I didn’t arrive at the park until early afternoon, but luckily I was hiking in late summer, so I still had plenty of daylight left in my day. When I parked my car at the visitor’s center, it was the only one in the lot. I was hiking on a Wednesday. It turned out that I wouldn’t cross paths with a single other hiker for the total duration of my hike at Providence Canyon.

I signed my name in the logbook at the beginning of the Canyon Loop trail and made my way into the canyon. What I didn’t realize before my descent into the canyon was that there would be no stairs on this hike. I had become accustomed to the stairway and boardwalk trails that seemed to come with the territory when hiking Georgia’s canyons. So accustomed, in fact, that I actually hiked into and right back out of the canyon without even realizing it! I had wandered a few miles into the Canyon Loop trail, which winds through a wooded forest (and is also home to some quirky old car ruins) before I started thinking that maybe I had missed something. So I stopped, hopped up onto a nearby fence to take a seat, and consulted the Internet. My doubts were confirmed, and I turned around.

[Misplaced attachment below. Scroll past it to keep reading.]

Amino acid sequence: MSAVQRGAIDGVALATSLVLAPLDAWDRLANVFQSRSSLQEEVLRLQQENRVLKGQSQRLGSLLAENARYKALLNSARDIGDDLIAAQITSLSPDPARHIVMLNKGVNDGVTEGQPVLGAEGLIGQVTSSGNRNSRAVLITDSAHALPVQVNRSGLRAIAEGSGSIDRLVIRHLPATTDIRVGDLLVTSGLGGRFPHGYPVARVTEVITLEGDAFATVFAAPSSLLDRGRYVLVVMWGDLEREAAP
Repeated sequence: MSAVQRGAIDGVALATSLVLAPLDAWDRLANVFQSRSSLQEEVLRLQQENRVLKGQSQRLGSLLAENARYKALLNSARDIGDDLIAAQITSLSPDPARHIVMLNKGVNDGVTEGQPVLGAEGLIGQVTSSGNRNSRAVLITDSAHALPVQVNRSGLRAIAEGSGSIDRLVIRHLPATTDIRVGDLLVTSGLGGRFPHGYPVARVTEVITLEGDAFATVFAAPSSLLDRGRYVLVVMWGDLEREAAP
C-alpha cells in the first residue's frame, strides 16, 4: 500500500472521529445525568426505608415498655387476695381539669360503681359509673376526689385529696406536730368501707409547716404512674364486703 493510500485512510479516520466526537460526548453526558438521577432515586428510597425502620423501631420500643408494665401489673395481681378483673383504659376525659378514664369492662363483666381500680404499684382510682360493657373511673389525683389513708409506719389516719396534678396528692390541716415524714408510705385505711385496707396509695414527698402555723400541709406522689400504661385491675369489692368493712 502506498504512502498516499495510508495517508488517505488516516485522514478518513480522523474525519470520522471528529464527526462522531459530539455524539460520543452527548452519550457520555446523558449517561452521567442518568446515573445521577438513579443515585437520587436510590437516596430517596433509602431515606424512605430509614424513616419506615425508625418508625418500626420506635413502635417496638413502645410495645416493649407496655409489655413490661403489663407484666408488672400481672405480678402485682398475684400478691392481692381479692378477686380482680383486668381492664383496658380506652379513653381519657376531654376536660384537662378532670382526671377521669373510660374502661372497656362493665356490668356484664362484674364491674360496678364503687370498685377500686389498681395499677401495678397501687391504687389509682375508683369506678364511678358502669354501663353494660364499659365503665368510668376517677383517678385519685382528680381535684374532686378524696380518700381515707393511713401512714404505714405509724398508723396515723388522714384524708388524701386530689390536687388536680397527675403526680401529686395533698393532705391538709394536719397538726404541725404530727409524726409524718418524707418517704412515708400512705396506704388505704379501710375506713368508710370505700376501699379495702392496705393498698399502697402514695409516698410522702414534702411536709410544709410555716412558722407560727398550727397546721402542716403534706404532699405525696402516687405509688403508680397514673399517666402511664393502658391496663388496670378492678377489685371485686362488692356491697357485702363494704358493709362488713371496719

It turns out that the dry creek bed I had crossed over toward the beginning of the trail was actually the bottom of the canyon. However, being the afternoon, I knew the visitor’s center was going to close soon and I hadn’t yet had my Canyon Climbers card stamped. I hiked all the way back out of the canyon to have my card punched, took a quick break, and then headed back into the canyon, armed with the new information for a successful hike!